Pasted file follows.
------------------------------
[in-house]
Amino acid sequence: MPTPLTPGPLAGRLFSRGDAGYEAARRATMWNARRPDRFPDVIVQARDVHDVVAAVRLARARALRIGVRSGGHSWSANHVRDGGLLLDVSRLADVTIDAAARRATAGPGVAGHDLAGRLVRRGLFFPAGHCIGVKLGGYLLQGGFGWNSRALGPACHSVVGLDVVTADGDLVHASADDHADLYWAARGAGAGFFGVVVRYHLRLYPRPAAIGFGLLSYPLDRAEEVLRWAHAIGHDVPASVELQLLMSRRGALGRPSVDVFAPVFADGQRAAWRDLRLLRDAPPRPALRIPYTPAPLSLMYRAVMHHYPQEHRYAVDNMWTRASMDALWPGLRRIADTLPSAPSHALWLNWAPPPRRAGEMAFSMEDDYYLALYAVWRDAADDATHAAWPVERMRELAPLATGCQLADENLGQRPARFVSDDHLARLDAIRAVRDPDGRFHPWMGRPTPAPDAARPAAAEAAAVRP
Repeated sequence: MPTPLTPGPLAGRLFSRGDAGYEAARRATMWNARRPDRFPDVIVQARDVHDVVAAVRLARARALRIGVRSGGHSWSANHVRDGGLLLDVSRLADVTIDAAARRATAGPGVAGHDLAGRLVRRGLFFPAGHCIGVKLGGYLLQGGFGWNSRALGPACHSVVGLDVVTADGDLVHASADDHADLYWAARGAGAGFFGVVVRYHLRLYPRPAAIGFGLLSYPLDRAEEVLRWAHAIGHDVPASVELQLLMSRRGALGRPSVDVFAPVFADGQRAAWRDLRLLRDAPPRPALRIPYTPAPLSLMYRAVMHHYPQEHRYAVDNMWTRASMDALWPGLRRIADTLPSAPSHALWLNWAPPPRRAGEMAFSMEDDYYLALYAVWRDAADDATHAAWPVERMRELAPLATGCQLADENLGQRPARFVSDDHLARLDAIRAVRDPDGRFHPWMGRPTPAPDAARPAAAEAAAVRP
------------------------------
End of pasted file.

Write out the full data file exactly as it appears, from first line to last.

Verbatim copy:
[in-house]
Amino acid sequence: MPTPLTPGPLAGRLFSRGDAGYEAARRATMWNARRPDRFPDVIVQARDVHDVVAAVRLARARALRIGVRSGGHSWSANHVRDGGLLLDVSRLADVTIDAAARRATAGPGVAGHDLAGRLVRRGLFFPAGHCIGVKLGGYLLQGGFGWNSRALGPACHSVVGLDVVTADGDLVHASADDHADLYWAARGAGAGFFGVVVRYHLRLYPRPAAIGFGLLSYPLDRAEEVLRWAHAIGHDVPASVELQLLMSRRGALGRPSVDVFAPVFADGQRAAWRDLRLLRDAPPRPALRIPYTPAPLSLMYRAVMHHYPQEHRYAVDNMWTRASMDALWPGLRRIADTLPSAPSHALWLNWAPPPRRAGEMAFSMEDDYYLALYAVWRDAADDATHAAWPVERMRELAPLATGCQLADENLGQRPARFVSDDHLARLDAIRAVRDPDGRFHPWMGRPTPAPDAARPAAAEAAAVRP
Repeated sequence: MPTPLTPGPLAGRLFSRGDAGYEAARRATMWNARRPDRFPDVIVQARDVHDVVAAVRLARARALRIGVRSGGHSWSANHVRDGGLLLDVSRLADVTIDAAARRATAGPGVAGHDLAGRLVRRGLFFPAGHCIGVKLGGYLLQGGFGWNSRALGPACHSVVGLDVVTADGDLVHASADDHADLYWAARGAGAGFFGVVVRYHLRLYPRPAAIGFGLLSYPLDRAEEVLRWAHAIGHDVPASVELQLLMSRRGALGRPSVDVFAPVFADGQRAAWRDLRLLRDAPPRPALRIPYTPAPLSLMYRAVMHHYPQEHRYAVDNMWTRASMDALWPGLRRIADTLPSAPSHALWLNWAPPPRRAGEMAFSMEDDYYLALYAVWRDAADDATHAAWPVERMRELAPLATGCQLADENLGQRPARFVSDDHLARLDAIRAVRDPDGRFHPWMGRPTPAPDAARPAAAEAAAVRP